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Meningeoma surgery in the elderly, a retrospective population based registry study
Department of Oncology, Örebro, Sweden.
Department of Anaesthesia and Intensive Care, Section for Neurosurgery, Örebro, Sweden.
2018 (English)In: Neuro-Oncology, ISSN 1522-8517, E-ISSN 1523-5866, Vol. 20, no Suppl. 3, p. iii315-iii315, article id P05.54Article in journal, Meeting abstract (Refereed) Published
Abstract [en]

Background: Meningioma surgery is often considered, even at a high age, and is regarded an acceptable practice in patients without severe health problems even though there is much that is not yet known about the perioperative morbidity and mortality. Since the start 1999 the Swedish brain tumor registry has collected data on a national level. It is accepted as population based and has demonstrated good coverage. In the registry perioperative parameters such as newly diagnosed epilepsy, new focal neurological deficit, thromboembolism and date of death can be found.

Methods: We have collected retrospective data from the registry to perform a population based study of the perioperative period. Included are patients with meningioma at age 65 and older from regions with a high enough coverage of registration and with surgery dates from 1999 to 2015. Two diagnose groups were made (grade I and grade II+III) as suggested by the Swedish National Brain Tumor Trialist Group. Excluded are patients in the registry that have not undergone surgery, where surgery (or not) cannot be determined and where data on complications is unavailable.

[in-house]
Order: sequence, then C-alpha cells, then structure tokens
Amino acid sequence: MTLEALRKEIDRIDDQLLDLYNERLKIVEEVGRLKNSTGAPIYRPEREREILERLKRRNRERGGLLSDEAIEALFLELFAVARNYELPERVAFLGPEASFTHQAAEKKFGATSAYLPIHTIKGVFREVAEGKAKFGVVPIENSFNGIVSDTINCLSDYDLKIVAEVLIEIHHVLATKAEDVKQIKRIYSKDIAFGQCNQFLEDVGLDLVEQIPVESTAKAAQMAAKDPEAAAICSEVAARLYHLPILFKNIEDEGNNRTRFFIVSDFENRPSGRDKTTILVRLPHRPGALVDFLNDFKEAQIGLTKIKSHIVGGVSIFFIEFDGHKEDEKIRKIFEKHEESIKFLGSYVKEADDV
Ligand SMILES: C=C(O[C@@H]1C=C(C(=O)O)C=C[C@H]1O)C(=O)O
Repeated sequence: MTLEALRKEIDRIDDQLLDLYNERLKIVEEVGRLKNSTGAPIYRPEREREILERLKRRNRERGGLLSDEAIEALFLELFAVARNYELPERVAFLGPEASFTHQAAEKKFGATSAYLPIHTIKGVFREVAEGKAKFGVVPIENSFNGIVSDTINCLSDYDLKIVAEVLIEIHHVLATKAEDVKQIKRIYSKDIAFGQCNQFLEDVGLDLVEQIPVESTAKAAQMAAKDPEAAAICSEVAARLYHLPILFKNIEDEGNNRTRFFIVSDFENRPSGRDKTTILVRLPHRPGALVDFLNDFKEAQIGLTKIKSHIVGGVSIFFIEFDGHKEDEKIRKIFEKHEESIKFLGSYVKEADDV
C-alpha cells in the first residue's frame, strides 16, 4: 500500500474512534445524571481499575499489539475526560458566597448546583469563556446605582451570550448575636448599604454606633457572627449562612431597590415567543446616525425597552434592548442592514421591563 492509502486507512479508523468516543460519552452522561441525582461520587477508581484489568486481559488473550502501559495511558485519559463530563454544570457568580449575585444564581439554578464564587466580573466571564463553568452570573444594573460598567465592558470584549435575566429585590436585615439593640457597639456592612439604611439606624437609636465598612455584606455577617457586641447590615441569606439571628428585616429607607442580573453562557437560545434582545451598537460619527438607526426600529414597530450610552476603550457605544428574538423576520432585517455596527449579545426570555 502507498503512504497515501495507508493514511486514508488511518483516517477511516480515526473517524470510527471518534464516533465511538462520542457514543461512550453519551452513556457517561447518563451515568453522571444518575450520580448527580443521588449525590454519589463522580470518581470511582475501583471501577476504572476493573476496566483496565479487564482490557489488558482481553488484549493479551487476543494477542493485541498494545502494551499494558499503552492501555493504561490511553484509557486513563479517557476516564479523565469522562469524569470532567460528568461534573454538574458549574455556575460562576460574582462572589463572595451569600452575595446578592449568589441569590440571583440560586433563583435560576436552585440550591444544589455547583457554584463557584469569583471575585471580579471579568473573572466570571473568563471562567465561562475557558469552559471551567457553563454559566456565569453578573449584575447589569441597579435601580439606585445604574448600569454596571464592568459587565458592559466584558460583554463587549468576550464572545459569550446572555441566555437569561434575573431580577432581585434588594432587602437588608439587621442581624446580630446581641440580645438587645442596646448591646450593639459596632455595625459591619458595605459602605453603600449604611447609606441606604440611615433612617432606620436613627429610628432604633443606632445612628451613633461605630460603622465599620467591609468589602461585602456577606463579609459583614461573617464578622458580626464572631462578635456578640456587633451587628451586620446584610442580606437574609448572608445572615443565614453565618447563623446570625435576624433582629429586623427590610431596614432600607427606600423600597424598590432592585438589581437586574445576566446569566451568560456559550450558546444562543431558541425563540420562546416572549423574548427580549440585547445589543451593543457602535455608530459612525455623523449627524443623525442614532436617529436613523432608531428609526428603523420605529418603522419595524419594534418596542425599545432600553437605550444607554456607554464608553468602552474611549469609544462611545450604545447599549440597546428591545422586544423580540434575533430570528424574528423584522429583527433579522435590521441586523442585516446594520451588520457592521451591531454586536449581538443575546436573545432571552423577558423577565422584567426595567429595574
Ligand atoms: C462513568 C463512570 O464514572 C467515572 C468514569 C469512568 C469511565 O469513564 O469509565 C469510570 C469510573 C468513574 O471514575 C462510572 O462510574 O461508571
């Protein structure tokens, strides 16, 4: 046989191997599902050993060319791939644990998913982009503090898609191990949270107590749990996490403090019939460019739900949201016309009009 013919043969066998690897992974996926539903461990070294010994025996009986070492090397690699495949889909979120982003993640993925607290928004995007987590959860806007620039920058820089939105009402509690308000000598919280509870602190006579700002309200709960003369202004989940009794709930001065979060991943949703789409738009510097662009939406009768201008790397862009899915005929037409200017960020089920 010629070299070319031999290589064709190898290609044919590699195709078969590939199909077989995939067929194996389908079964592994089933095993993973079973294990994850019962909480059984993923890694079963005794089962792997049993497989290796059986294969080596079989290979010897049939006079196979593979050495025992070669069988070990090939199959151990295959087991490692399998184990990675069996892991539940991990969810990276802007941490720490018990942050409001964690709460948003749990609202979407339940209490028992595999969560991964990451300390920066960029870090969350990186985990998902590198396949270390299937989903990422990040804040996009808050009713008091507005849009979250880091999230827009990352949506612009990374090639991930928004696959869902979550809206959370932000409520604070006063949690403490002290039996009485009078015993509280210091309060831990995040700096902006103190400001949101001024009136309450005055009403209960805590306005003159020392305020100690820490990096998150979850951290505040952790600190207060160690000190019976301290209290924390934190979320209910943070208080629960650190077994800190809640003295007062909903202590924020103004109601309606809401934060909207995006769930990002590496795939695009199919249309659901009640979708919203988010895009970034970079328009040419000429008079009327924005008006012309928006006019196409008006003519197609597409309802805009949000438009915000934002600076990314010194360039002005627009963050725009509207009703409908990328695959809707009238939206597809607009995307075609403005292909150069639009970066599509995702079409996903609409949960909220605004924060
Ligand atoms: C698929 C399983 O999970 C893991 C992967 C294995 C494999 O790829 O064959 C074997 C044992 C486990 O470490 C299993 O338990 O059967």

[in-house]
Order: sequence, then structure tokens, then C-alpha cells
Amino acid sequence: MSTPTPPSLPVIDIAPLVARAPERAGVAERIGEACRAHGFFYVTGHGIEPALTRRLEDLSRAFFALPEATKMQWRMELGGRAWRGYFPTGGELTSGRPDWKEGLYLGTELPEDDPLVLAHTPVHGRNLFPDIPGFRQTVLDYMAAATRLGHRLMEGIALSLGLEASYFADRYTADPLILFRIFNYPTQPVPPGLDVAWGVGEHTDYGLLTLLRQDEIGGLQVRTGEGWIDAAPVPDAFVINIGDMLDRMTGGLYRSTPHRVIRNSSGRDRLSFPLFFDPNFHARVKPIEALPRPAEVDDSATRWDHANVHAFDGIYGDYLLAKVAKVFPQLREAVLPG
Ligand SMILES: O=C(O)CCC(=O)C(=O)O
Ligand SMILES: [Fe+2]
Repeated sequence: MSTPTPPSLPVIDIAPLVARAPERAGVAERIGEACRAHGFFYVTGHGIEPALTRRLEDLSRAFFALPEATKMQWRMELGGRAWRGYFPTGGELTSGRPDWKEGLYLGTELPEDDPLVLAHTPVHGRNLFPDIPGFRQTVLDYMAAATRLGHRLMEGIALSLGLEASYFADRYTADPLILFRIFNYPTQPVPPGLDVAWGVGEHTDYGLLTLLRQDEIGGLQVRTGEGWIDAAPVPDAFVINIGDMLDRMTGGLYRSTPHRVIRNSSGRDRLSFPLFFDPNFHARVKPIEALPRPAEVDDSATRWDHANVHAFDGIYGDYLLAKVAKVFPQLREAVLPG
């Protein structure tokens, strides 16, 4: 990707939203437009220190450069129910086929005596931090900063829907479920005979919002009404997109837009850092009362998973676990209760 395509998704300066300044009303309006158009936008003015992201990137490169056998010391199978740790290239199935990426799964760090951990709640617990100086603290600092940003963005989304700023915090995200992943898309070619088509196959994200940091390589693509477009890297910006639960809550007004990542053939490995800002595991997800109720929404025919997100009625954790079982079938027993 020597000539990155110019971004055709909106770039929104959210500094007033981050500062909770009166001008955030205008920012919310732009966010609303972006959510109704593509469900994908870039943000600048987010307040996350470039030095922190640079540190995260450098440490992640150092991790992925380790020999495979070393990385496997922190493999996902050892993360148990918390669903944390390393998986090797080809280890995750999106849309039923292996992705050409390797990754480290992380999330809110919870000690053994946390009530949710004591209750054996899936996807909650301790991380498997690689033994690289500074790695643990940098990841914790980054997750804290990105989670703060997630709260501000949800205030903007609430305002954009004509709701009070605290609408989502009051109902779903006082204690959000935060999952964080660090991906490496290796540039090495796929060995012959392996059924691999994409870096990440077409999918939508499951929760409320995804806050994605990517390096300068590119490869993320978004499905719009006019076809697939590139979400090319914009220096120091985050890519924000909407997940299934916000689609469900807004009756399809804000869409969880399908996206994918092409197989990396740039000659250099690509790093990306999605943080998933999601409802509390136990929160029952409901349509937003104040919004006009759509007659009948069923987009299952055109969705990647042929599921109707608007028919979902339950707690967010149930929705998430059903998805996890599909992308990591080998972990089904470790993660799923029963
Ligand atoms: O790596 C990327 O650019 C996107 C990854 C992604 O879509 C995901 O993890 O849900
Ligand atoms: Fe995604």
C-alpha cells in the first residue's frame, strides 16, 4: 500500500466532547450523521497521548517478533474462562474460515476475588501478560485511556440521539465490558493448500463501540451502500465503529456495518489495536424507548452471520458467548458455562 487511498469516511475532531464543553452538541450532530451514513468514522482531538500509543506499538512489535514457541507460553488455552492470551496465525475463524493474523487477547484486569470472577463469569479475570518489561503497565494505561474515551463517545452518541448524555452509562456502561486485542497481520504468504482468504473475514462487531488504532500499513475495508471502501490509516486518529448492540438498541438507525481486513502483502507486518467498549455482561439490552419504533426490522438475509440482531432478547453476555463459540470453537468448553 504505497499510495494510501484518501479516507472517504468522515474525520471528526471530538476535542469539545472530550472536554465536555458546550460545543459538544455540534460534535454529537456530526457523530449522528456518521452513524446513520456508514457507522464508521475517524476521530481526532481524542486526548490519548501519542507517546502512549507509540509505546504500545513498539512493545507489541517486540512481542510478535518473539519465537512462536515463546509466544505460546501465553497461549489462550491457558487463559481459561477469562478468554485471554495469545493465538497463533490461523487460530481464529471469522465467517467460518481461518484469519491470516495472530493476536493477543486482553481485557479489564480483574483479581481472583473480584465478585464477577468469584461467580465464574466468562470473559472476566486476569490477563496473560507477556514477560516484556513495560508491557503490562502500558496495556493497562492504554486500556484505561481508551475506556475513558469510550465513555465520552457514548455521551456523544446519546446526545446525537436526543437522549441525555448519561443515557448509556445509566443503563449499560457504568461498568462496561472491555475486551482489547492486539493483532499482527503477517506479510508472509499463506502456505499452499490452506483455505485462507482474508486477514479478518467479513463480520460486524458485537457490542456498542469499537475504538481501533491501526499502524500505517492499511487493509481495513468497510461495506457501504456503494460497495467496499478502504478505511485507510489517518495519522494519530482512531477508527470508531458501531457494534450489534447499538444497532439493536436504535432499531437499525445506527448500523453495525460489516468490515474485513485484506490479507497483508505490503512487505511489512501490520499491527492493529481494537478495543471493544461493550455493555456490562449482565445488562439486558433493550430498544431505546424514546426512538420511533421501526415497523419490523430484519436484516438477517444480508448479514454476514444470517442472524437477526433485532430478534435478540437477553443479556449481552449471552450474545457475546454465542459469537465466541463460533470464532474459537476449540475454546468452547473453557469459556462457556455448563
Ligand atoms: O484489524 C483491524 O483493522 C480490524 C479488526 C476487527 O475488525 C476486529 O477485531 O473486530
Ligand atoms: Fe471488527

Results: 1109 patients were included (female 67,1%, male 32,9%). Median age was 72 (range 65–90) with an even gender distribution. Most patients had grade I meningioma (88,6%, female 91,0%, male 83,8%; p<0,001) with an even age distribution. 14,1% (female 15,4%, male 11,5%, NS) had WHO-PS >2, rising with age (Age>80, 28,9%, p<0,001). Perioperative mortality was 3,6% (male 4,7%, female 3,1%; NS) but clearly higher within the older age-groups (Age 65-69 1,4%; 70-74 3,3%; 75-79 4,6%; >80 7,7%; p=0,004). In the gradeII-III group mortality was significantly higher 8,7% (p<0,001) then the gradeI group and there is a statistical correlation between a WHO-PS >2 and perioperative mortality (0–2=2,8%, 3–4=7,9%; p=0,002). 28,3% (male 33,4%, female 25,8%; p=0,008) had perioperative complications (other than death), with an even age distribution. As with mortality there is a correlation with tumor grade (grI 26,8%, grII-III 40,5%; p=0,001) and there is a correlation with WHO-PS >2 (0-2 25,7%, 3-4 40,8%; p<0,001). Surgery 1999–2007 is associated with less complications (1999-2007 16,4%, 2007-2015 37,5%; p<0,001) but not with less mortality. The most common complications were hematoma and neurologic deficit (14,3% and 13,6%; NS), both evenly distributed by gender and age group.

Conclusion: Our data shows similar perioperative mortality with published data. The risk of perioperative death is higher with rising age and a bad performancestatus correlates with a higher risk of both perioperative death and complications. The high rate of WHO-PS >2 might be a contributing factor to the high rates of perioperative morbidity as compared with published material. This data suggests caution when operating on elderly patients, especially older than 75 and with compromised performancestatus.

Place, publisher, year, edition, pages
Oxford University Press, 2018. Vol. 20, no Suppl. 3, p. iii315-iii315, article id P05.54
National Category
Surgery
Identifiers
URN: urn:nbn:se:oru:diva-69418DOI: 10.1093/neuonc/noy139.380OAI: oai:DiVA.org:oru-69418DiVA, id: diva2:1254218
Conference
13th Meeting of the European Association of Neurooncology Stockholm, Sweden, October 10-14, 2018
Available from: 2018-10-08 Created: 2018-10-08 Last updated: 2018-10-08Bibliographically approved

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